Inside the Texas vs. Indiana joint hackathon

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States are no strangers to using hackathons to help innovate how government operates, but the concept of two states competing in a “battle for bragging rights” for the best citizen service application ventures into somewhat uncharted territory — until now.

Indiana and Texas are facing off in a Civic Hackathon Challenge sponsored by the two state’s chapters of NIC, an e-government web portal provider. The challenge launched Saturday and will last until February 23.

“It’s a groundbreaking situation,” Texas Department of Information Resources’ director of digital government Janet Gilmore told StateScoop. “We’re ready for developers to start creating some applications that will benefit our respective states.”

For the competition, each state will present solutions to two separate state-specific challenges. The winner from each state will receive $4,000. A grand prize champion, chosen by a panel of the two other winners, will determine which state wins the actual challenge.

“We started out with one challenge each day that was going to be identical [regardless of the state], Indiana’s Office of Technology’s Communications Director Graig Lubsen told StateScoop. “Then Texas said ‘Let’s go bigger,’ because that’s the way Texas does things.”

Using two state-specific challenges is not just to increase developer engagement in the project, though, Lubsen said. By each state tackling two problems, it could result in four potential innovative solutions that both of the states could employ.

“Each state has the possibility of being able to use four ideas and implement them if it makes sense,” Lubsen said. “From the Indiana side, we’re interested in possibly developing the teams that produce these winning solutions and helping them turn into businesses. We’re trying to take an entrepreneurial angel on this as well as promoting the civic hacking community and the development community.”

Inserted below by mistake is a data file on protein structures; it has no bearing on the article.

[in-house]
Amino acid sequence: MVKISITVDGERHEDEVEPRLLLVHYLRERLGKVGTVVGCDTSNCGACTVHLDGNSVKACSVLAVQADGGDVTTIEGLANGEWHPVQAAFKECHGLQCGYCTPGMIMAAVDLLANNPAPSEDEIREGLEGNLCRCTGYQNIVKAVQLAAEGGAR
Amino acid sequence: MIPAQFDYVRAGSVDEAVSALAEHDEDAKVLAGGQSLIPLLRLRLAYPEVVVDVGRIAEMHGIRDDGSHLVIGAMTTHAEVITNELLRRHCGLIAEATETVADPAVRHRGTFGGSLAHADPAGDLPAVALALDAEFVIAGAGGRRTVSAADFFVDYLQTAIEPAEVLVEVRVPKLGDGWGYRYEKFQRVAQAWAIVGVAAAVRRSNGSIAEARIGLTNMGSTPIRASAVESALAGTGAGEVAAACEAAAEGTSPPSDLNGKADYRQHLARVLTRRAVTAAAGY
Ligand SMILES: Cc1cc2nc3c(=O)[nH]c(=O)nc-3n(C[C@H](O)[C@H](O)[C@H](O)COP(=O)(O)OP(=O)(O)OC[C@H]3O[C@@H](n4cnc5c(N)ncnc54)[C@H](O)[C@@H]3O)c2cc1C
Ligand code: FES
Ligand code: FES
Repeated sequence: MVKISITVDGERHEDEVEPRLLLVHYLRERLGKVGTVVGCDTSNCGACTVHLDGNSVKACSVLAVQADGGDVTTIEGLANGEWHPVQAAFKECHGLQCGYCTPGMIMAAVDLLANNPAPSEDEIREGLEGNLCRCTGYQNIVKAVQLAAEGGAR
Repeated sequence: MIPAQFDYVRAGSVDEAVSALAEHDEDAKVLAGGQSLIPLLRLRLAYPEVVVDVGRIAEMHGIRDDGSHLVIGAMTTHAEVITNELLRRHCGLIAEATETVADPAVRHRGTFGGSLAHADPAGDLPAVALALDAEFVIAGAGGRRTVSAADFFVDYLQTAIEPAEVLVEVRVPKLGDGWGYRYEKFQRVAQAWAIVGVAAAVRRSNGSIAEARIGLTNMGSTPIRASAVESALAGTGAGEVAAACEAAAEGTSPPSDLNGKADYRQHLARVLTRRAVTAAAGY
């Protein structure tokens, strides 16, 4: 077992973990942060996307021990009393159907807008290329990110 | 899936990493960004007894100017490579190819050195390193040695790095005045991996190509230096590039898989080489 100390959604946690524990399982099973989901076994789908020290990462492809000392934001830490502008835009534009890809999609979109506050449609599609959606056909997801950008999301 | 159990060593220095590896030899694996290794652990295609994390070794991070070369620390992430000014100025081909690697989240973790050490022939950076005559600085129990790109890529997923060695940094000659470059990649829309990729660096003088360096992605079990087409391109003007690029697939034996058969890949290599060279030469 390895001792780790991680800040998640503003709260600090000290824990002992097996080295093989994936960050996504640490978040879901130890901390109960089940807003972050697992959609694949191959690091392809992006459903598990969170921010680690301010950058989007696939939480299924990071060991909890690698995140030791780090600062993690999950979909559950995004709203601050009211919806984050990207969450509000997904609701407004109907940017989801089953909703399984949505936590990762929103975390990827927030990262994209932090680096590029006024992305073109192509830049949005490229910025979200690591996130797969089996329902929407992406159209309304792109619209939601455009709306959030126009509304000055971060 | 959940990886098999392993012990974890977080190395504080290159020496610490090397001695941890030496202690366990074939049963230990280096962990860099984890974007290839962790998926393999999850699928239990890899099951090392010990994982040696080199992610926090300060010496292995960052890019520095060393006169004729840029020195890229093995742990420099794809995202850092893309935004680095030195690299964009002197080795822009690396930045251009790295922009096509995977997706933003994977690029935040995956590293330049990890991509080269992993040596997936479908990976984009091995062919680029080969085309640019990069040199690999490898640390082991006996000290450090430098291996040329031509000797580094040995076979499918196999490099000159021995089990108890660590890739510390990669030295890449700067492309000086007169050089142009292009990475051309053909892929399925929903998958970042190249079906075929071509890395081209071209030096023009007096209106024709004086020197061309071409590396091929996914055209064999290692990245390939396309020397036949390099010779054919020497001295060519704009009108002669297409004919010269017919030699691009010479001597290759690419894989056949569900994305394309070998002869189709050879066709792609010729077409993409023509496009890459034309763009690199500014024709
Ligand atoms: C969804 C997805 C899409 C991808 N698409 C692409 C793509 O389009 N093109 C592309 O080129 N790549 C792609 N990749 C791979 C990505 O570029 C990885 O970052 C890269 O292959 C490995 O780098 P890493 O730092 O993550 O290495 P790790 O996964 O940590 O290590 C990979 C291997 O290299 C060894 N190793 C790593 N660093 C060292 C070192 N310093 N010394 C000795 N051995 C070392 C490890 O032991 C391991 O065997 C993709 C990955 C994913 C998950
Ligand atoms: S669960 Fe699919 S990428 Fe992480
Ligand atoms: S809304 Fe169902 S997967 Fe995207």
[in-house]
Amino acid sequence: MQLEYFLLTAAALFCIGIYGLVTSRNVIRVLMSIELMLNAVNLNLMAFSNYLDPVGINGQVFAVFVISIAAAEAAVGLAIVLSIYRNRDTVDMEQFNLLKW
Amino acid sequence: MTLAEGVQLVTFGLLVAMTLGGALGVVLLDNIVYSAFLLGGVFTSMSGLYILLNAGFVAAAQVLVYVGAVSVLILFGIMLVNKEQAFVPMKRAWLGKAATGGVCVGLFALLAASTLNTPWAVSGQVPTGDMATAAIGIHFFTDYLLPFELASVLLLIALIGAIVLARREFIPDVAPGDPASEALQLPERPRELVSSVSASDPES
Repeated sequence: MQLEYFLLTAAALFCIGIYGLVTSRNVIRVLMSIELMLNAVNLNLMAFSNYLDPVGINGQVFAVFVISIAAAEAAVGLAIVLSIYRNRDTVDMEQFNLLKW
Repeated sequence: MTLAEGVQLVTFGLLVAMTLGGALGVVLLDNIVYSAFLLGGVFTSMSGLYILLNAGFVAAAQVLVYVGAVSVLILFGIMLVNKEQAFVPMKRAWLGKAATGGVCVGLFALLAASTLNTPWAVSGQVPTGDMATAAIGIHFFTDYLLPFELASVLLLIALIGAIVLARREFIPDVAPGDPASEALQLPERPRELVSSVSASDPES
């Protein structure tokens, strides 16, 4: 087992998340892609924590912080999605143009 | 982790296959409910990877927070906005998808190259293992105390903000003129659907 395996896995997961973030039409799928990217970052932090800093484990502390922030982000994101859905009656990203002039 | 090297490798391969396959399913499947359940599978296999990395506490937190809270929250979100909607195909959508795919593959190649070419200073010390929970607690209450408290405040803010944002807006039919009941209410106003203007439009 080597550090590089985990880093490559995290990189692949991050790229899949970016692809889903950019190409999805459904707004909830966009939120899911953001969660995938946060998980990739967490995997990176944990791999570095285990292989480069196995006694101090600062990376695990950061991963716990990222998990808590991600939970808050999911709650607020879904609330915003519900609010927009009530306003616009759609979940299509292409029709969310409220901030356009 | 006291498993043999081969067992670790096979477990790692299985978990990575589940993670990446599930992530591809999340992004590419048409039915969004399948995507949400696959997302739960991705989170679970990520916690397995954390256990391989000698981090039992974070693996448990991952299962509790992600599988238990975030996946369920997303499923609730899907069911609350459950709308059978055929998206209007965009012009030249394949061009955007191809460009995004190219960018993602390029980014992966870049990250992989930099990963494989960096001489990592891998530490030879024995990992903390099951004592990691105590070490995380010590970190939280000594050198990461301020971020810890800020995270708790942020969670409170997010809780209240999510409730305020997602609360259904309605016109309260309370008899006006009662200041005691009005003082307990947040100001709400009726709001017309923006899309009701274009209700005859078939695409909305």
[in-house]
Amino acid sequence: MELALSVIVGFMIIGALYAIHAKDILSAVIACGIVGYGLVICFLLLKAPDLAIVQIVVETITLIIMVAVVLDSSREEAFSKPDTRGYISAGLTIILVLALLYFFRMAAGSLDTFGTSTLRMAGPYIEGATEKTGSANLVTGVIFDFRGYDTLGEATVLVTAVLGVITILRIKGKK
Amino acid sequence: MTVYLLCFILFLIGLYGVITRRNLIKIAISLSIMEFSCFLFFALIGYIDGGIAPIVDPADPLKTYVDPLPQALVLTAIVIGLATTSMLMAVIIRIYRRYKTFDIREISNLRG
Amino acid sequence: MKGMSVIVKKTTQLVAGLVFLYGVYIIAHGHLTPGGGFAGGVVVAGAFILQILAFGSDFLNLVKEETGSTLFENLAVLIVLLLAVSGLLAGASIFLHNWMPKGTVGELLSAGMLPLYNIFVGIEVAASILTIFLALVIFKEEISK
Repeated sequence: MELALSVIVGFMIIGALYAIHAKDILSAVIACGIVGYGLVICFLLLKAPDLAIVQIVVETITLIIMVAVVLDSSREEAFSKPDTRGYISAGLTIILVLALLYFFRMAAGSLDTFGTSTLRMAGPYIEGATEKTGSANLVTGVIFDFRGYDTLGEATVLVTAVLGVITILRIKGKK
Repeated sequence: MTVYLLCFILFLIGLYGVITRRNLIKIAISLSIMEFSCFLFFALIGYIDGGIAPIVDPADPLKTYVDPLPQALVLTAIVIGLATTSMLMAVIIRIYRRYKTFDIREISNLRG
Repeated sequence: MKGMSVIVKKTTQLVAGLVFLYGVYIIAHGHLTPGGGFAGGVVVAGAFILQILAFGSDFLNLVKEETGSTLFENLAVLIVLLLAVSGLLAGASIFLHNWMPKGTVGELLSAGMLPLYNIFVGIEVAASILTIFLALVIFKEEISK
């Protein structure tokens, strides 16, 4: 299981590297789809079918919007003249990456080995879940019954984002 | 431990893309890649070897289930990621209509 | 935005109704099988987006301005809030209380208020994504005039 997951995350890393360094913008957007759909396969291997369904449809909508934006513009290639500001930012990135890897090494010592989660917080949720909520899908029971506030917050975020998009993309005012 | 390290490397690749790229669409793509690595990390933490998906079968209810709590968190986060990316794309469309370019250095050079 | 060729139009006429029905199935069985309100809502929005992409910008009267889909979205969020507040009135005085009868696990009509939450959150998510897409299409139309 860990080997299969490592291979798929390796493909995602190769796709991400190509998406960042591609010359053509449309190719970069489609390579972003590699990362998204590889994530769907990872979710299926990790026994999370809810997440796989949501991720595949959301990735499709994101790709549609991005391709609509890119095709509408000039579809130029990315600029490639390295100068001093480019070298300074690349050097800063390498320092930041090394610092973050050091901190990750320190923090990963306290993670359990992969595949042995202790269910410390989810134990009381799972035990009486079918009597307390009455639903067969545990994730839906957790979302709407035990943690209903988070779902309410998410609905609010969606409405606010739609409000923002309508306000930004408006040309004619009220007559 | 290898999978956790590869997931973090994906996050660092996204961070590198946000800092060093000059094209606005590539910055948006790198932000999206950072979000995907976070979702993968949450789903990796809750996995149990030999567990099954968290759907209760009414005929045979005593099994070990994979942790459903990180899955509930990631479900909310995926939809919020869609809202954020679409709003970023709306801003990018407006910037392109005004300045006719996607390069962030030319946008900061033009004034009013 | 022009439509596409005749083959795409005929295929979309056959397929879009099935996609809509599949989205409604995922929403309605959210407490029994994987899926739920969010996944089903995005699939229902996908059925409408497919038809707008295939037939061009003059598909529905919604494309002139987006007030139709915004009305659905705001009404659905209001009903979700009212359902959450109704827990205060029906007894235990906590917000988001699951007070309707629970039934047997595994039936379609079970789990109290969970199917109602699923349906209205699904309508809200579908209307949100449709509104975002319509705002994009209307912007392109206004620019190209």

The Indiana competitors are tasked with creating a centralized permitting system for the state’s Environmental Management Department. Indiana teams will also help develop a ‘one-stop-shop’ web solution for disaster recovery that will be based out of the state’s Department of Homeland Security.

In Texas, competitors aim to provide map-based results and other information for child-care operations in the state to be displayed through the Texas Department of Family and Protective Services. In addition, the Texas Department of Transportation has tasked the developers with creating a mobile app to enable commuters to more effectively plan their travel on I-35.

Both states kicked off launch events Saturday at several locations across the state. According to Lubsen in Indiana, and Erin Hutchins, NIC’s portal director in Texas, both sets of events were successful.

Hutchins told StateScoop that the events in Texas will use a large amount of open data as part of the state’s ‘burgeoning’ open data initiative.

“From the Texas Department of Family Protective Services, we heard that while they know it would be great if their datasets could get posted into something like Yelp, they cannot do that,” Hutchins told StateScoop. “What they can do is open several datasets with the hope that the civic hacking community can allow a better informed citizenry to make smarter decisions about their childcare.”

At the chief information officer level, the two states have placed a friendly wager on the grand prize competition. According to Gilmore, the CIO from the losing state will have to publicly wear a jersey from a team in the opposing state at an upcoming meeting of the National Association of State Chief Information Officers.

-In this Story-

Big Data, citizen services, Data & Analytics, Erin Hutchins, Graig Lubsen, hackathon, Indiana, Innovation, Janet Gilmore, National Association of State Chief Information Officers, Open Data, Open Government, Paul Baltzell, Texas, workforce
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